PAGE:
Because life is a series of edits

New Year’s Revolution

In Calling, Holidays on January 1, 2009 at 5:09 am

There's a saying I like that goes like this:

"Great people talk about ideas.
Average people talk about things.
Small people talk about each other."

One of my favorite "great people" in the Bible is Nehemiah, a man God used to rebuild the wall surrounding Jerusalem and the Temple so that Old Testament Israel could safely return to that city. So much of how and why Nehemiah did what he did can be found in the first chapter of his book:

"The words of Nehemiah the son of Hacaliah. Now it happened in the month of Chislev, in the twentieth year, as I was in Susa the capital, 2 that Hanani, one of my brothers, came with certain men from Judah. And I asked them concerning the Jews who escaped, who had survived the exile, and concerning Jerusalem. 3 And they said to me, 'The remnant there in the province who had survived the exile is in great trouble and shame. The wall of Jerusalem is broken down, and its gates are destroyed by fire.'

4 As soon as I heard these words I sat down and wept and mourned for days, and I continued fasting and praying before the God of heaven. And I said, “O Lord God of heaven, the great and awesome God who keeps covenant and steadfast love with those who love him and keep his commandments, 6 let your ear be attentive and your eyes open, to hear the prayer of your servant that I now pray before you day and night for the people of Israel your servants, m confessing the sins of the people of Israel, which we have sinned against you. Even I and my father's house have sinned. 7 We have acted very corruptly against you and have not kept the commandments, the statutes, and the rules that you commanded your servant Moses.

8 Remember the word that you commanded your servant Moses, saying, ‘If you are unfaithful, I will scatter you among the peoples, 9 but if you return to me and keep my commandments and do them, though your outcasts are in the uttermost parts of heaven, from there I will gather them and bring them to the place that I have chosen, to make my name dwell there.’

10 They are your servants and your people, whom you have redeemed by your great power and by your strong hand. 11 O Lord, let your ear be attentive to the prayer of your servant, and to the prayer of your servants who delight to fear your name, and give success to your servant today, and grant him mercy in the sight of this man.”

Three things stick out to me:
  1. Nehemiah pondered what God had done (past)
  2. Nehemiah prayed to learn what God was doing (present)
  3. Nehemiah planned for what God would do (future)
But Nehemiah did more than talk about ideas; he did something with them. Consider Nehemiah 4:9 and his description of how they worked to rebuild the wall in the face of opposition:

"And we prayed to our God and set a guard as a protection against them day and night."

In other words, planning takes wonder, but planning also takes work. We can dream about the possibilities, but calculating what goes into them (and then working the equation to bring them into reality) has to be included as well.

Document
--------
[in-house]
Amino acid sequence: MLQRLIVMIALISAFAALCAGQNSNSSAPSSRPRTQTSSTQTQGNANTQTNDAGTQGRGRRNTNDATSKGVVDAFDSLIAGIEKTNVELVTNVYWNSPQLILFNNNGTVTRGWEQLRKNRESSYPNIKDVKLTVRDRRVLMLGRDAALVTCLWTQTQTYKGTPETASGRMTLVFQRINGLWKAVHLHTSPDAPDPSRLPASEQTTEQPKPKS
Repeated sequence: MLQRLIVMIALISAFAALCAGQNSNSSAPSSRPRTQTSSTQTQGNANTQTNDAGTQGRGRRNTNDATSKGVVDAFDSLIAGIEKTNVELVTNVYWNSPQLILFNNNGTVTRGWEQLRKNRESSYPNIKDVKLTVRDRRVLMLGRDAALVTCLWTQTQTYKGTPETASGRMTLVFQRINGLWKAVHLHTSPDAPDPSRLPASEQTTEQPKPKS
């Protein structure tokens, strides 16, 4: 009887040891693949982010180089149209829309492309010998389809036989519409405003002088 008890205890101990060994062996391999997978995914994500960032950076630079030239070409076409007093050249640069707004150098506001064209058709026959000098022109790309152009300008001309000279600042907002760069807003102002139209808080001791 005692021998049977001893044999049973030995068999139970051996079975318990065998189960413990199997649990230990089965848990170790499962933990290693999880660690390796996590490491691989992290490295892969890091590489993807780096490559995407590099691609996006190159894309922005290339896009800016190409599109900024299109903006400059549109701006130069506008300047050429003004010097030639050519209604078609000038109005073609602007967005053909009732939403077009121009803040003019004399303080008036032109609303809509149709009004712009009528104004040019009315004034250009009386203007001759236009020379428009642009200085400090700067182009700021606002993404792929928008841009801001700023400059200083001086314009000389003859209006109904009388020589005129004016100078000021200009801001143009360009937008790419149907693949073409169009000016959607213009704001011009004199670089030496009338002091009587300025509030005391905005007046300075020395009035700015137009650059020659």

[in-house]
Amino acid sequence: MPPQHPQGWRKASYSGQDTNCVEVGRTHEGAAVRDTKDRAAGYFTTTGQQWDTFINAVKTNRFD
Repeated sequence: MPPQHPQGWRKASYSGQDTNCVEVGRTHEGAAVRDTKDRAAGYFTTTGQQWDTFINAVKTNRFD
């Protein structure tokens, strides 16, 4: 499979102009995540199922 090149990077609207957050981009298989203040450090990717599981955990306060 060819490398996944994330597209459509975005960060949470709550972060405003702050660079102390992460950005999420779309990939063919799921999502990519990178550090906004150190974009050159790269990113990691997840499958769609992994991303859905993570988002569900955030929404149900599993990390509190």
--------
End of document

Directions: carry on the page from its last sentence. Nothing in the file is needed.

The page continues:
On the dawn of a New Year, real change often goes beyond just making resolutions; it requires revolution – "a sudden, complete, or radical change in something; a procedure or course back to a starting point." The difference between resolution and revolution is one letter – "v" – which in my own life I think of as standing for "violence," as we must take hold of our lives – sometimes violently if necessary – in order to see change take place.

As you consider 2009, let me encourage you with some practical steps to experience some impractical results (i.e. things God would do) in your New Year. For instance:
  • Be "romantic." That is, use time's markings to measure yourself and take an inventory (good, bad, or ugly). New Year's Day is a great start to this; birthdays and holidays can be as well. In general, establish some frequent benchmarks of evaluation to help evaluate your life experience. 
  • Be Word-centered. Maybe there's a personal theme for the year that sticks out as one you want/need to focus on (mine for 2009 is holiness). There are probably some books – of the Bible, on your shelf, through Amazon – that lend themselves to that focus, as within those books may be key passages to be memorized and meditated upon not just until you've got them, but until they've got you.
  • Be reflective. Give yourself permission and time to think, to feel, to process. Model reflection to others in order to challenge your own. Write things down and re-read them periodically as you go. Talk with others and invite them into your endeavors. Most importantly, talk with God, as He's the one who gave you the thoughts and feelings in the first place.
  • Be purposeful. In other words, do it now. Books only get read when they're read; ideas only get recorded when they're written down. Identify a few purposes for the year, make some monthly objectives to accomplish those, and then break down the weekly and daily steps to get them done (often it's not the work but figuring out what the work is that's hard). What's next? Do them!
May God give success and grant mercy in your pursuits, and may 2009 be in this way a very happy New Year indeed.
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  1. Nick, I have no idea what you’re wanting me to see with your link. Help?

  2. Does the link not work for you? Or is it just my sense of humor that doesn’t work?
    The author presents 4 New Year’s resolutions. I thought they were funny. I also thought they were the exact opposite of your suggestions…which makes it funny to post as a comment to your post (at least to me).
    Happy new year!

  3. Okay, I get it now (though the screen resolution settings really threw me for a loop). I put the “melon” in “melonhead.”

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